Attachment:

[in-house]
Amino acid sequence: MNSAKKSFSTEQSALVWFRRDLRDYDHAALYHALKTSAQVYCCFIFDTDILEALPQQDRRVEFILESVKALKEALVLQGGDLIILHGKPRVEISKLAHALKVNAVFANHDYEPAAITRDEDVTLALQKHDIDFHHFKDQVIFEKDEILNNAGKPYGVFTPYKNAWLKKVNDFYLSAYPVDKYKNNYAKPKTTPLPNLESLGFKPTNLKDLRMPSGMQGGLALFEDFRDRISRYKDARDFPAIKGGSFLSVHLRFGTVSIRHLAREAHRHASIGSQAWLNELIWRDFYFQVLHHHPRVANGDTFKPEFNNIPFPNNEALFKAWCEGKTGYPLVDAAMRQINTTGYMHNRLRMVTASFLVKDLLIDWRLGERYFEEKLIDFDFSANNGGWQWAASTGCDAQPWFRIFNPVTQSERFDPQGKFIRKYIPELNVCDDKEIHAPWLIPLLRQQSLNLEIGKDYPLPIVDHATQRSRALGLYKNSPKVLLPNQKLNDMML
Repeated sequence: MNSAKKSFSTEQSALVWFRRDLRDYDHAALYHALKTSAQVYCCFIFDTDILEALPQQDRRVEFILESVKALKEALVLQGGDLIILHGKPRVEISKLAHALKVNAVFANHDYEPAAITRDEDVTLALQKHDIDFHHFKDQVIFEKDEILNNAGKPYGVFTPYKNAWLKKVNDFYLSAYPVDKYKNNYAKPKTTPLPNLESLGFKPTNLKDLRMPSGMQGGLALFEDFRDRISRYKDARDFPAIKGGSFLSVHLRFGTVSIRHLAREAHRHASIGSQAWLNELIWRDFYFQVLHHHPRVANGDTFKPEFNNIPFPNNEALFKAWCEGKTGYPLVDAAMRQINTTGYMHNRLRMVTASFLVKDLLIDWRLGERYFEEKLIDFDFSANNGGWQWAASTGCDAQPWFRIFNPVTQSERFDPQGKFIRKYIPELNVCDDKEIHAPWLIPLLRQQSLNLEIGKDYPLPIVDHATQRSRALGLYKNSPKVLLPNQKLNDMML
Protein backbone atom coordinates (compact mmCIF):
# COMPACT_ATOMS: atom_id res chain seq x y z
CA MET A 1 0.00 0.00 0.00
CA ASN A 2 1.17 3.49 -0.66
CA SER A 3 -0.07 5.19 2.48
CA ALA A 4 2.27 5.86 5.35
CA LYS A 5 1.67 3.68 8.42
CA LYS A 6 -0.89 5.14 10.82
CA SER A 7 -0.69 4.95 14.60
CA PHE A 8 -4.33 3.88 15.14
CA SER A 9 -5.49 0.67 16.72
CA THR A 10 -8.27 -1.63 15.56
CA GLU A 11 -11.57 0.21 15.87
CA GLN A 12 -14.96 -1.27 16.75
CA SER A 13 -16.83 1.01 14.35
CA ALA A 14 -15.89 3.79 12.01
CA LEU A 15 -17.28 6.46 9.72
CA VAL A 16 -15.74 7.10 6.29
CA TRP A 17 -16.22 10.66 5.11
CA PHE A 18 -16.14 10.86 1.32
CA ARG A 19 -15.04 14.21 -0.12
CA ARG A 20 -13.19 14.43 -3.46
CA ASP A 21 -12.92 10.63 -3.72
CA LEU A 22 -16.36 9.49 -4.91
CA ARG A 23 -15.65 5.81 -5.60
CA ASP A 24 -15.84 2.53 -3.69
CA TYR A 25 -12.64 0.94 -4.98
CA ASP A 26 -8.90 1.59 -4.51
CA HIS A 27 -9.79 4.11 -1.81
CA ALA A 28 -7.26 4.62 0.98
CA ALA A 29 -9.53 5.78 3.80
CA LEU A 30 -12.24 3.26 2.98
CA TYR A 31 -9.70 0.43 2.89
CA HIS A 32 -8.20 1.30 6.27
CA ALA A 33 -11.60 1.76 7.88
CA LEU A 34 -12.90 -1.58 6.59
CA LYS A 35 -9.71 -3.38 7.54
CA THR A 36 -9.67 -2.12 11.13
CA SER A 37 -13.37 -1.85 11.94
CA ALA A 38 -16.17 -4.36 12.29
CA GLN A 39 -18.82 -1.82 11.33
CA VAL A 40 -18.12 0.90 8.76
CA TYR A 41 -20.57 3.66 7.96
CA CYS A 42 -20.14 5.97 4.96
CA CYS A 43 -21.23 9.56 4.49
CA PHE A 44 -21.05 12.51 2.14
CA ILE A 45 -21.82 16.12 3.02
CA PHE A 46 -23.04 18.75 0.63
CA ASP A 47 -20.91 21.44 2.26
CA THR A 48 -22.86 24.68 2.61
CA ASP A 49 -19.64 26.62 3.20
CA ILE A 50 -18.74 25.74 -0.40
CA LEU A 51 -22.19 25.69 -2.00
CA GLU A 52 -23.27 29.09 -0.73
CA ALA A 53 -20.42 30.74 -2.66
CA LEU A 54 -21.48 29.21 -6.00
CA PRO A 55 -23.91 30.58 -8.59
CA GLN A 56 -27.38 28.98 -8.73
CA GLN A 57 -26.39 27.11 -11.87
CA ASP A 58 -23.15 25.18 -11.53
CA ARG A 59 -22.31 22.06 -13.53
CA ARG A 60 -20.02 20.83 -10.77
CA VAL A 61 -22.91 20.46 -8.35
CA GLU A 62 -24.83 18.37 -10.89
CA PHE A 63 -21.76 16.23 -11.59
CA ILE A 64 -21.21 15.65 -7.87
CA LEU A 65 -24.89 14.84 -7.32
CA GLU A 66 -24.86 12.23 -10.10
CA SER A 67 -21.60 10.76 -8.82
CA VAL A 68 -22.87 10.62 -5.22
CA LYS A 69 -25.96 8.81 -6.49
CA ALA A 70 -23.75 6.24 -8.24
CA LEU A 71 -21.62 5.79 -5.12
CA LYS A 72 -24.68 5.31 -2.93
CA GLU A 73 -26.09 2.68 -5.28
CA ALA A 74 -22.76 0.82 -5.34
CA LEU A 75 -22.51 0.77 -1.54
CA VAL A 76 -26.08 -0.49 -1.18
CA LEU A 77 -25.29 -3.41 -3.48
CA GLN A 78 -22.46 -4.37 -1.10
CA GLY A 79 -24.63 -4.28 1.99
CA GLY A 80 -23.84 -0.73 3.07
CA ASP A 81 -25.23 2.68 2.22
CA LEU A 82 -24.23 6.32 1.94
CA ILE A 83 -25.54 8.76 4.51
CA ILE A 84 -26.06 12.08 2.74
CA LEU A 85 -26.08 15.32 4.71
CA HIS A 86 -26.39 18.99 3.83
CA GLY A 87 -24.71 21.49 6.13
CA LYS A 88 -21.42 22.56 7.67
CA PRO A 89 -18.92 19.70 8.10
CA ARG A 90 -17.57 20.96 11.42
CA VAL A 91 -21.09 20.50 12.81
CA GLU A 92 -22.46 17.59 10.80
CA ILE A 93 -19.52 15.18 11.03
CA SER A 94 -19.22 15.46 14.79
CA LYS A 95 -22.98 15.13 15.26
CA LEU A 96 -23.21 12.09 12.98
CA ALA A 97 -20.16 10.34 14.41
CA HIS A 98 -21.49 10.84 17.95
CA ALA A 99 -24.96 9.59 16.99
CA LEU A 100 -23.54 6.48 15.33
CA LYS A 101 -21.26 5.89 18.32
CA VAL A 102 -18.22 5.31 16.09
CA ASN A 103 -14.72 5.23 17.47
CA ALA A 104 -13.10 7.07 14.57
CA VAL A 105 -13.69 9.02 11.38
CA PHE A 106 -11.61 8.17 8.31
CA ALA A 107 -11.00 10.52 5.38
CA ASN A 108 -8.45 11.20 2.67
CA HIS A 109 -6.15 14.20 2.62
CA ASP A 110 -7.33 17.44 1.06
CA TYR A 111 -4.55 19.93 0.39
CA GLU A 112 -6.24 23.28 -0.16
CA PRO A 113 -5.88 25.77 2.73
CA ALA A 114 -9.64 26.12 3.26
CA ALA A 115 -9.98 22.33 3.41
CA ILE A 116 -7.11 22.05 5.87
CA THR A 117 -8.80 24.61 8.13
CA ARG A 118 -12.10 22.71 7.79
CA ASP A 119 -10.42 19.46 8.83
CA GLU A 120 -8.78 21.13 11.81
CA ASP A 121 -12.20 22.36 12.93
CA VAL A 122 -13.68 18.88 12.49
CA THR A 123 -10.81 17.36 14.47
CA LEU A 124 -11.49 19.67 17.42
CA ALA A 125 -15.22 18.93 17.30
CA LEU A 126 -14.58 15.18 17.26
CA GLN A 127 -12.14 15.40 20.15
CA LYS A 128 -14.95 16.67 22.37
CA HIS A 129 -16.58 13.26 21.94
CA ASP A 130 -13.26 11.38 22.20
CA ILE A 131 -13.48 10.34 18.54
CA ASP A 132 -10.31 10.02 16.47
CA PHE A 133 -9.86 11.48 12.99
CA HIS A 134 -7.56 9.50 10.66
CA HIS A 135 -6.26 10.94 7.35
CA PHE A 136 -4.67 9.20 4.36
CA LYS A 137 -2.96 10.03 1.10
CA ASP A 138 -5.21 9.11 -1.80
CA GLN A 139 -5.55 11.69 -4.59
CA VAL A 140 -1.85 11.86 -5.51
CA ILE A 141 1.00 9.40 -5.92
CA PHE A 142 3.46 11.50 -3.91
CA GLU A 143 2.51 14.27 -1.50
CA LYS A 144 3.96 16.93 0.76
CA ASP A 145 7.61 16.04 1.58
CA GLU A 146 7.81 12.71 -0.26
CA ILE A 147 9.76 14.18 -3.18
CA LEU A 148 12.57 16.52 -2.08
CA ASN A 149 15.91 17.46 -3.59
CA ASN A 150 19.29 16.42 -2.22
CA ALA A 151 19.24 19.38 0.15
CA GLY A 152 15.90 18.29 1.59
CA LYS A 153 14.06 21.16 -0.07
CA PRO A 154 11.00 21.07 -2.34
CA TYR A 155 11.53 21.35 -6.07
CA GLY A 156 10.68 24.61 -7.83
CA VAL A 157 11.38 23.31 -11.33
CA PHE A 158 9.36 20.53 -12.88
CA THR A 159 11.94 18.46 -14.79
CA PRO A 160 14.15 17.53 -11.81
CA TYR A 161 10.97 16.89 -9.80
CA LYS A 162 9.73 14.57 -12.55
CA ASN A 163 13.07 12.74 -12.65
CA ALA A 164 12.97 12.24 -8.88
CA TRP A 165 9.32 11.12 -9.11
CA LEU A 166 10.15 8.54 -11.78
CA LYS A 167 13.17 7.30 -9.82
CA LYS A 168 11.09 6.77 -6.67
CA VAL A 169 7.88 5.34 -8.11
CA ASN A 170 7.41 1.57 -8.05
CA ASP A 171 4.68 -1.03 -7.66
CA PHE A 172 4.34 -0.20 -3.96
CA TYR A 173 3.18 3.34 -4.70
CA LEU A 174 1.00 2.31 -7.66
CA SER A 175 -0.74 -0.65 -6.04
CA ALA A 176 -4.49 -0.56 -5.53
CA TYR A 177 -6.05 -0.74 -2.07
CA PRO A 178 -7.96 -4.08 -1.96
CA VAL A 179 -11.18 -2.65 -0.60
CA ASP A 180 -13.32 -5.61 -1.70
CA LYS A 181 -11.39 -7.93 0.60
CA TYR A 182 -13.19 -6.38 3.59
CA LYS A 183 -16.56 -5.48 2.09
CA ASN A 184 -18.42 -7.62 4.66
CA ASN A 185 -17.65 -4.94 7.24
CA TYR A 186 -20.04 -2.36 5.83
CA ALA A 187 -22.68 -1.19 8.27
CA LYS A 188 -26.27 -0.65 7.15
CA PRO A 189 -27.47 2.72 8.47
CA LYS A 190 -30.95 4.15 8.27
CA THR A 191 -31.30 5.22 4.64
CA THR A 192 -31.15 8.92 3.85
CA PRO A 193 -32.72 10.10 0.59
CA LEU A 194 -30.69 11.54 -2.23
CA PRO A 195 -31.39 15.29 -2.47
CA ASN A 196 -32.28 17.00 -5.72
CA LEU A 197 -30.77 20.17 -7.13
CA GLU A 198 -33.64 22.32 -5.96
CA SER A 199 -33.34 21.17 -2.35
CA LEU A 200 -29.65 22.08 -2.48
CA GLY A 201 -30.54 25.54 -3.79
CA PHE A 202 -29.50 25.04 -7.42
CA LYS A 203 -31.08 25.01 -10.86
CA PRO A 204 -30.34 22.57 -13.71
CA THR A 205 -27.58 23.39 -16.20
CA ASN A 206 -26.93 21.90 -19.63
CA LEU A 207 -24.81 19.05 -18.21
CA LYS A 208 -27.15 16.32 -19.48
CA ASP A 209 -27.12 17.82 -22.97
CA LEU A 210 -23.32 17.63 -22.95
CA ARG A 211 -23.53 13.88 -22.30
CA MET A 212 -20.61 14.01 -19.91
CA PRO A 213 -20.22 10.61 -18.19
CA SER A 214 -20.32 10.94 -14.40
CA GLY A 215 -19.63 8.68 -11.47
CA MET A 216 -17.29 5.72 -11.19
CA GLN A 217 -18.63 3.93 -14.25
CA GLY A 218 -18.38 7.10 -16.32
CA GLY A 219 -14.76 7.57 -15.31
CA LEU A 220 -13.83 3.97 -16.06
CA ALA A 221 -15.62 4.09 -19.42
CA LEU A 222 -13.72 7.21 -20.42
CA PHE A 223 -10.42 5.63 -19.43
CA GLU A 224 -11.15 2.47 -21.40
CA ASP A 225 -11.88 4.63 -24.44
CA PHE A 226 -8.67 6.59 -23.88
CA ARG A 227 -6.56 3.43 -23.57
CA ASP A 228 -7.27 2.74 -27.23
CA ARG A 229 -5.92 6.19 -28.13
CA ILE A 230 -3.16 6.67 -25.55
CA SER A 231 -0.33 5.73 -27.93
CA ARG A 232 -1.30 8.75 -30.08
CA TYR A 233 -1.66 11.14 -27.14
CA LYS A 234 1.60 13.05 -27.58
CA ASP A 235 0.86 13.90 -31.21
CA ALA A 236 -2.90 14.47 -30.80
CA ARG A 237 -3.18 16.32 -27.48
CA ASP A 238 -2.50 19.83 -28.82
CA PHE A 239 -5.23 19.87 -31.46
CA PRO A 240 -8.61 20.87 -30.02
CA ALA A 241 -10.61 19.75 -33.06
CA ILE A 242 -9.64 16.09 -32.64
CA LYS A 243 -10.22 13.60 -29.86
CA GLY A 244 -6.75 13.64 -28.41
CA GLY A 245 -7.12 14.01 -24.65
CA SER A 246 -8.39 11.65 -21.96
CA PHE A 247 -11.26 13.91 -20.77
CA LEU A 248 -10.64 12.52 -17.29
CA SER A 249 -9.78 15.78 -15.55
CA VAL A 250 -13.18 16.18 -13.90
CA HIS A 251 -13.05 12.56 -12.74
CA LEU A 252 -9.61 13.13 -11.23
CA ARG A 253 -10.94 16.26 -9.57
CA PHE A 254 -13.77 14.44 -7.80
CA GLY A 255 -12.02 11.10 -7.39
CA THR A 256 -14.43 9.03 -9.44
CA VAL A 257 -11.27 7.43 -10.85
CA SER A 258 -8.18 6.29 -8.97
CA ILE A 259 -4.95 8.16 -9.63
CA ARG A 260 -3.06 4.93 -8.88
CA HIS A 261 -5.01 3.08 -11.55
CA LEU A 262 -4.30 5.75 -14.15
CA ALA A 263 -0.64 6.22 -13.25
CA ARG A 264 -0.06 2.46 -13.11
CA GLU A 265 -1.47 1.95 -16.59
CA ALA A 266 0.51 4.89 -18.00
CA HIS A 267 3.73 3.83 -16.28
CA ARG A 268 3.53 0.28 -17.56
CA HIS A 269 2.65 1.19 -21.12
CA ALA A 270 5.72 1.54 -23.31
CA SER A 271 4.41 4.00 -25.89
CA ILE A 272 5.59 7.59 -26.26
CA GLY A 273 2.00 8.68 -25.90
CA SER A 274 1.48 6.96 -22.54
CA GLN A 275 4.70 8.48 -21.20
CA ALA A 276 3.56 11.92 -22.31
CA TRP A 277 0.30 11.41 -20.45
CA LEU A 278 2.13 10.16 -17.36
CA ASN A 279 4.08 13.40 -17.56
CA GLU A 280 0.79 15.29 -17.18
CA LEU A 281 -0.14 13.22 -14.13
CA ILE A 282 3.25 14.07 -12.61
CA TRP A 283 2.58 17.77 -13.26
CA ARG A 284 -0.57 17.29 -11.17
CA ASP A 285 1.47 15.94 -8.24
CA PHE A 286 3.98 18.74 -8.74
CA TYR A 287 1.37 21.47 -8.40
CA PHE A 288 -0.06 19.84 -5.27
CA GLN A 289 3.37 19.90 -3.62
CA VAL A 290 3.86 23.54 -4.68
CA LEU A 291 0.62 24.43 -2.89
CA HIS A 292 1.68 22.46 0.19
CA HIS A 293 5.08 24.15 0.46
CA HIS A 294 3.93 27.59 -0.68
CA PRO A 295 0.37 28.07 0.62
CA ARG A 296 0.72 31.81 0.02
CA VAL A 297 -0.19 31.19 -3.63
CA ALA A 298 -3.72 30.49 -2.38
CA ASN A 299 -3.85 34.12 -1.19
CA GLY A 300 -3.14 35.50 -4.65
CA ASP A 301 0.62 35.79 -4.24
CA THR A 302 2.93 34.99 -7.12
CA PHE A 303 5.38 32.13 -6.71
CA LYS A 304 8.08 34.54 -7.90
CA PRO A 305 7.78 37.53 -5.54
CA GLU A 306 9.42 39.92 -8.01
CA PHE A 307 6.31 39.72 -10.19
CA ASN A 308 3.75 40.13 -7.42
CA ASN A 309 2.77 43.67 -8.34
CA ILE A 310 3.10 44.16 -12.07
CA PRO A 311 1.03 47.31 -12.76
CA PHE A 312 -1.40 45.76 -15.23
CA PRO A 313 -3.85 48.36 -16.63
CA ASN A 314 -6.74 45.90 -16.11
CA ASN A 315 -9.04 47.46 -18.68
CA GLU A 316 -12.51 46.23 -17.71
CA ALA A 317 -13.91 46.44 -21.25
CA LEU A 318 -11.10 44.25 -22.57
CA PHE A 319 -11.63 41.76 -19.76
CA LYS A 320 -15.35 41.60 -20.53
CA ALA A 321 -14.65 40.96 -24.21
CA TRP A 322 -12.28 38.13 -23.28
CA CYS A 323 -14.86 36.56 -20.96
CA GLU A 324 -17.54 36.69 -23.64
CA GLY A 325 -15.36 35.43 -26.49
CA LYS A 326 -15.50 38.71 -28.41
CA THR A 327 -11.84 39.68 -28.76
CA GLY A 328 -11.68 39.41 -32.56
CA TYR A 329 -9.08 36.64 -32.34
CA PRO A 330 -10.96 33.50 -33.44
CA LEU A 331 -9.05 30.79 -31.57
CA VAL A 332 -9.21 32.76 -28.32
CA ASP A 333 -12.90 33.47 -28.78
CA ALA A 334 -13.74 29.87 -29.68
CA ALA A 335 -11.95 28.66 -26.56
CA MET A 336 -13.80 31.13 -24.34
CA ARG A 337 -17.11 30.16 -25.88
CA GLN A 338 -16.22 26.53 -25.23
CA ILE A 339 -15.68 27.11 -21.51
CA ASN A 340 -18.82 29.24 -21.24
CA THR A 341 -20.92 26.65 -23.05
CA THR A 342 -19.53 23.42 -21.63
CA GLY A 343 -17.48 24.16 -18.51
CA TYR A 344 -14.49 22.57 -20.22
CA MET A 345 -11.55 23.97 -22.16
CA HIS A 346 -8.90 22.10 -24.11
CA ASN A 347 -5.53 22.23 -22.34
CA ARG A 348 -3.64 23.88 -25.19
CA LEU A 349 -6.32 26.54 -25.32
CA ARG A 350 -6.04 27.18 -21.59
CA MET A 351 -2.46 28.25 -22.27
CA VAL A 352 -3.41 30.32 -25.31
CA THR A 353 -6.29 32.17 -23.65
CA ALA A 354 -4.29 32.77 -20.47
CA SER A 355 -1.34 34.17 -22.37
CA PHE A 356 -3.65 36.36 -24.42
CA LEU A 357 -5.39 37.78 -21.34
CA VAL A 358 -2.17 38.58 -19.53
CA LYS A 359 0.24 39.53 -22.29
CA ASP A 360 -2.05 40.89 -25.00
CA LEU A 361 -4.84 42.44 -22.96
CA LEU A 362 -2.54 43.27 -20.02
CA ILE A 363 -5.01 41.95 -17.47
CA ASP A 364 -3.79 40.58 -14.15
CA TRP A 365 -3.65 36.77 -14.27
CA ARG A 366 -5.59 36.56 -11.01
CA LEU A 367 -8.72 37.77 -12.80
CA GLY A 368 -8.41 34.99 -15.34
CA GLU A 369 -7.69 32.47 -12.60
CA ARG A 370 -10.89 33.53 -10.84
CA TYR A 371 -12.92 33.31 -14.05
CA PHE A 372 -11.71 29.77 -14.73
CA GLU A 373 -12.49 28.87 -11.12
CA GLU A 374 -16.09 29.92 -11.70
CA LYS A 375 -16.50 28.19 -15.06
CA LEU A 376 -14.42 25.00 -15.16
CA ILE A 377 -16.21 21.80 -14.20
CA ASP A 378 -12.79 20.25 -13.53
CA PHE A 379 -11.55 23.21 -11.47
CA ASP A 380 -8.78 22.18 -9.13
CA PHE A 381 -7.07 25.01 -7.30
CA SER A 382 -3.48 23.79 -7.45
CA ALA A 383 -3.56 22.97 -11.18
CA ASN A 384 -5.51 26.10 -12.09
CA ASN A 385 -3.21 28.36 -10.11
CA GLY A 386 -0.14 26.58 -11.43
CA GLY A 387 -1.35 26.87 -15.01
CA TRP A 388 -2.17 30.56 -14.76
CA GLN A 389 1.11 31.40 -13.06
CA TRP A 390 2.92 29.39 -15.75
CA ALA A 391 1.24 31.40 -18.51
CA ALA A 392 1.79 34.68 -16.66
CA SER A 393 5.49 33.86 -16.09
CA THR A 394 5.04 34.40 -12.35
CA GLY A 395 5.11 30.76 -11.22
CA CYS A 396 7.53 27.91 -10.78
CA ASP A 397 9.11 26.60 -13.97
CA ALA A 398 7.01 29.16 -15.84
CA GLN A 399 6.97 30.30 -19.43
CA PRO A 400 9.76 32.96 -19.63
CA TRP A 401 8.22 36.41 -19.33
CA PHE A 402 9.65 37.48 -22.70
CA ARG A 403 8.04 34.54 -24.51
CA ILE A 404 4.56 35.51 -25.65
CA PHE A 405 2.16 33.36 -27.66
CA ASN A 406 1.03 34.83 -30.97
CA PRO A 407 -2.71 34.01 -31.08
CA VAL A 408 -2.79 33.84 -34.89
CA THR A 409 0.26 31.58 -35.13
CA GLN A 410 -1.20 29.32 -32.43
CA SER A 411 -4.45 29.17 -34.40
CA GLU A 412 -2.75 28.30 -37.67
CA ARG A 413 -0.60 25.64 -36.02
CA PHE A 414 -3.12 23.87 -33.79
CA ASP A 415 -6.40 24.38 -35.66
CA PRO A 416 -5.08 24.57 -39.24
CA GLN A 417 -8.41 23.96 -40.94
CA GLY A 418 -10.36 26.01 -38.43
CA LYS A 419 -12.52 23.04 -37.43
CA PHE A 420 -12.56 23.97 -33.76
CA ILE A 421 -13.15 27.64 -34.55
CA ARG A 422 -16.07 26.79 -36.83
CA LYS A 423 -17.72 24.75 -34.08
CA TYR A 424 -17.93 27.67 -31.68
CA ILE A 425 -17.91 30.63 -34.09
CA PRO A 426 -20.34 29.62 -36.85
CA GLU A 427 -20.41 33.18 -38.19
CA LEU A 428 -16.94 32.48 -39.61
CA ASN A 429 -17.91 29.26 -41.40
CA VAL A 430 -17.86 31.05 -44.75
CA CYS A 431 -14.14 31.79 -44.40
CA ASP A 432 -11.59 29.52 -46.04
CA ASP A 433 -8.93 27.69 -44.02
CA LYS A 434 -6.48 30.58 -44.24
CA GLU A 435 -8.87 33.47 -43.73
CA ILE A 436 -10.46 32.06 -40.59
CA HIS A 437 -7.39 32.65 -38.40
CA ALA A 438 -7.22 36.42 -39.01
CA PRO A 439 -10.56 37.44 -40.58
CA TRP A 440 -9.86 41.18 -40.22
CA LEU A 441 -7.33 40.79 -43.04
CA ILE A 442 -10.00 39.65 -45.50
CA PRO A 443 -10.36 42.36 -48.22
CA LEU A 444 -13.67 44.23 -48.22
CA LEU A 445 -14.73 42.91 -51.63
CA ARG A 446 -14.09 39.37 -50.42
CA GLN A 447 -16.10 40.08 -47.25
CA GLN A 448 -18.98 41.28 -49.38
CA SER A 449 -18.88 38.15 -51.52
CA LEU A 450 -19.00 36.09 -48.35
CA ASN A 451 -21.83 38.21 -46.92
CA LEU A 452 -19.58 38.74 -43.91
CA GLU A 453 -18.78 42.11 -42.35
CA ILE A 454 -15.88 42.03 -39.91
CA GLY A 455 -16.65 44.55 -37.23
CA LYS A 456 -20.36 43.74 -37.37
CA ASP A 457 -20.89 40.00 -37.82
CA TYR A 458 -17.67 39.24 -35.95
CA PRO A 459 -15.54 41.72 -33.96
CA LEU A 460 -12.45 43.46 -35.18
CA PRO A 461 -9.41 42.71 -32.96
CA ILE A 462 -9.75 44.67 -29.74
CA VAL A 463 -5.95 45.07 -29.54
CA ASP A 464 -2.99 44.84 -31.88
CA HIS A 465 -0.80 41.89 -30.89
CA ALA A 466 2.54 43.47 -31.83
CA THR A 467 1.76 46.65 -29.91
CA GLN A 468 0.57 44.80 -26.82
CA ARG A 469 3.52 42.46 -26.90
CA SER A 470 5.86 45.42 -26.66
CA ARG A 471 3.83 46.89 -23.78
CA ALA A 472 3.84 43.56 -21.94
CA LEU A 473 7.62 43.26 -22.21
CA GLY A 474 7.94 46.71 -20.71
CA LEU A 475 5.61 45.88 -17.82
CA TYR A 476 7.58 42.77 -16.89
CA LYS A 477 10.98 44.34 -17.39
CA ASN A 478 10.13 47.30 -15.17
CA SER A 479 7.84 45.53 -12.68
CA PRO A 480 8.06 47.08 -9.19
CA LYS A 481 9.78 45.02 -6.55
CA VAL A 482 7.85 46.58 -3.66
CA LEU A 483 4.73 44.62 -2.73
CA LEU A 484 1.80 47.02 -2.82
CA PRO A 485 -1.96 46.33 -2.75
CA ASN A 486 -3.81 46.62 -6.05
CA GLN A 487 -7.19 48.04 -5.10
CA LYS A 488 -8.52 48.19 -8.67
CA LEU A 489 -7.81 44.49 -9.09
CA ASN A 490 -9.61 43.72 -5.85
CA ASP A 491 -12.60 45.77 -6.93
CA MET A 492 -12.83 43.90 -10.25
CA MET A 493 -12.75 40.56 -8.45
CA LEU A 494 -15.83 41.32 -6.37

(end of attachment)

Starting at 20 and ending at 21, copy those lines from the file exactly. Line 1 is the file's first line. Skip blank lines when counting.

CA LEU A 15 -17.28 6.46 9.72
CA VAL A 16 -15.74 7.10 6.29